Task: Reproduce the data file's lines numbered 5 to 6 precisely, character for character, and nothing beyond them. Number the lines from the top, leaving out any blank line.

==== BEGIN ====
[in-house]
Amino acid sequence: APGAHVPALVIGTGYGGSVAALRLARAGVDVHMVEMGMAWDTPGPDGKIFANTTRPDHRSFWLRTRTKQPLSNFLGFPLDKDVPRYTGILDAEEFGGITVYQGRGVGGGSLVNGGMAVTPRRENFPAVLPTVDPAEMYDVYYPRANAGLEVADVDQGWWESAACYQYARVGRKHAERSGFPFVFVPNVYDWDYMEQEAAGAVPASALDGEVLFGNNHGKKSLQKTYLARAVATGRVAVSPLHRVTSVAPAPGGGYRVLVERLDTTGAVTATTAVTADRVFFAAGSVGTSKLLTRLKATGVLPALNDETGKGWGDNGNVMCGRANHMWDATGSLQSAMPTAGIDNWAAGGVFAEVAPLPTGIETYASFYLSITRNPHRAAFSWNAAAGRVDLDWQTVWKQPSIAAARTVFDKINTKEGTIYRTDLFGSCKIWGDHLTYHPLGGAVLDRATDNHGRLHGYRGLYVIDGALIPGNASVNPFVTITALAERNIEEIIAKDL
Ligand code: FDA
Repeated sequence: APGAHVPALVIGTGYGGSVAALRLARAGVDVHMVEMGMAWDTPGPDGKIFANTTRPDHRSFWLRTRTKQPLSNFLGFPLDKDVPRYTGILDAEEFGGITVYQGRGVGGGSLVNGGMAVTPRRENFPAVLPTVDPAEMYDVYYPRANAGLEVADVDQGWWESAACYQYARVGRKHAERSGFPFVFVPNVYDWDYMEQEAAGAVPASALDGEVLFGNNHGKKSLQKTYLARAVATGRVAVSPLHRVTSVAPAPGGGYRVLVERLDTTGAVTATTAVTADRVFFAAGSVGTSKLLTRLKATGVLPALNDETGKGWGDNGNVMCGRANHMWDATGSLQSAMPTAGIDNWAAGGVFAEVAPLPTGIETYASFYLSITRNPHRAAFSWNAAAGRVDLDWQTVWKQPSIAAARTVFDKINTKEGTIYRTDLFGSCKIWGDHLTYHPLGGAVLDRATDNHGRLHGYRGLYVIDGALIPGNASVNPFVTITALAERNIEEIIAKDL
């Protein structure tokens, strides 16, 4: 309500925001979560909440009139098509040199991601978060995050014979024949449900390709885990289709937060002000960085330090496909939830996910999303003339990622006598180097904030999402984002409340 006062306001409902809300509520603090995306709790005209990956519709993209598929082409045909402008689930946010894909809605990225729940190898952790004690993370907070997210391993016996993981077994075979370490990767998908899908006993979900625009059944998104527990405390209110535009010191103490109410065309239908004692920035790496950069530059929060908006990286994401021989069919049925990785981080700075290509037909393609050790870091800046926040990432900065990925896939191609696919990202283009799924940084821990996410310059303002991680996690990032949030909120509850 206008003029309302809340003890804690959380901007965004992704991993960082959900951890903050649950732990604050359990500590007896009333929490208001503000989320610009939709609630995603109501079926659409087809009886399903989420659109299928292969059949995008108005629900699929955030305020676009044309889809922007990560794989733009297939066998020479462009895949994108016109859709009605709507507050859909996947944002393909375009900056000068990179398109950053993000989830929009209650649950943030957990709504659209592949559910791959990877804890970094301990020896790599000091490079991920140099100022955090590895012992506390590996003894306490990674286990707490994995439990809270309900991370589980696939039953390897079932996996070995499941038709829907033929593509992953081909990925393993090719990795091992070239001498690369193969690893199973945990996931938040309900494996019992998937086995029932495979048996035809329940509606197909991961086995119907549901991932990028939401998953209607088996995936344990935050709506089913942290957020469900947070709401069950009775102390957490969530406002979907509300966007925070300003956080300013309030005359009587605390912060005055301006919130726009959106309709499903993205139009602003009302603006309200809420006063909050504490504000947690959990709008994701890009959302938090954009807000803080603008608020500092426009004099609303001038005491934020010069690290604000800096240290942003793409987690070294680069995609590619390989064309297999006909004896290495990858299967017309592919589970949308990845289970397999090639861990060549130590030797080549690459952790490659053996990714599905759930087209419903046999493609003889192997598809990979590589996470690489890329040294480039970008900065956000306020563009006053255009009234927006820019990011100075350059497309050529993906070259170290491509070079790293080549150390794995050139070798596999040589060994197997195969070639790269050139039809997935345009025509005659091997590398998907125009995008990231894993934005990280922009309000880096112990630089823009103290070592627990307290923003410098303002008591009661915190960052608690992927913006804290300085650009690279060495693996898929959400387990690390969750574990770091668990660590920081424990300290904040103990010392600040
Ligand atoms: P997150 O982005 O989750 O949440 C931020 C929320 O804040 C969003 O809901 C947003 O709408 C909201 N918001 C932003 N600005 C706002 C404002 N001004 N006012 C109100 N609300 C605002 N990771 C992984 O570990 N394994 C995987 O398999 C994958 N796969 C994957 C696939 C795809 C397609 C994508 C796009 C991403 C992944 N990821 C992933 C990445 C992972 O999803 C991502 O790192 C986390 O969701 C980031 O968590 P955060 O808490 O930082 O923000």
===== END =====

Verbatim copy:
């Protein structure tokens, strides 16, 4: 309500925001979560909440009139098509040199991601978060995050014979024949449900390709885990289709937060002000960085330090496909939830996910999303003339990622006598180097904030999402984002409340 006062306001409902809300509520603090995306709790005209990956519709993209598929082409045909402008689930946010894909809605990225729940190898952790004690993370907070997210391993016996993981077994075979370490990767998908899908006993979900625009059944998104527990405390209110535009010191103490109410065309239908004692920035790496950069530059929060908006990286994401021989069919049925990785981080700075290509037909393609050790870091800046926040990432900065990925896939191609696919990202283009799924940084821990996410310059303002991680996690990032949030909120509850 206008003029309302809340003890804690959380901007965004992704991993960082959900951890903050649950732990604050359990500590007896009333929490208001503000989320610009939709609630995603109501079926659409087809009886399903989420659109299928292969059949995008108005629900699929955030305020676009044309889809922007990560794989733009297939066998020479462009895949994108016109859709009605709507507050859909996947944002393909375009900056000068990179398109950053993000989830929009209650649950943030957990709504659209592949559910791959990877804890970094301990020896790599000091490079991920140099100022955090590895012992506390590996003894306490990674286990707490994995439990809270309900991370589980696939039953390897079932996996070995499941038709829907033929593509992953081909990925393993090719990795091992070239001498690369193969690893199973945990996931938040309900494996019992998937086995029932495979048996035809329940509606197909991961086995119907549901991932990028939401998953209607088996995936344990935050709506089913942290957020469900947070709401069950009775102390957490969530406002979907509300966007925070300003956080300013309030005359009587605390912060005055301006919130726009959106309709499903993205139009602003009302603006309200809420006063909050504490504000947690959990709008994701890009959302938090954009807000803080603008608020500092426009004099609303001038005491934020010069690290604000800096240290942003793409987690070294680069995609590619390989064309297999006909004896290495990858299967017309592919589970949308990845289970397999090639861990060549130590030797080549690459952790490659053996990714599905759930087209419903046999493609003889192997598809990979590589996470690489890329040294480039970008900065956000306020563009006053255009009234927006820019990011100075350059497309050529993906070259170290491509070079790293080549150390794995050139070798596999040589060994197997195969070639790269050139039809997935345009025509005659091997590398998907125009995008990231894993934005990280922009309000880096112990630089823009103290070592627990307290923003410098303002008591009661915190960052608690992927913006804290300085650009690279060495693996898929959400387990690390969750574990770091668990660590920081424990300290904040103990010392600040
Ligand atoms: P997150 O982005 O989750 O949440 C931020 C929320 O804040 C969003 O809901 C947003 O709408 C909201 N918001 C932003 N600005 C706002 C404002 N001004 N006012 C109100 N609300 C605002 N990771 C992984 O570990 N394994 C995987 O398999 C994958 N796969 C994957 C696939 C795809 C397609 C994508 C796009 C991403 C992944 N990821 C992933 C990445 C992972 O999803 C991502 O790192 C986390 O969701 C980031 O968590 P955060 O808490 O930082 O923000």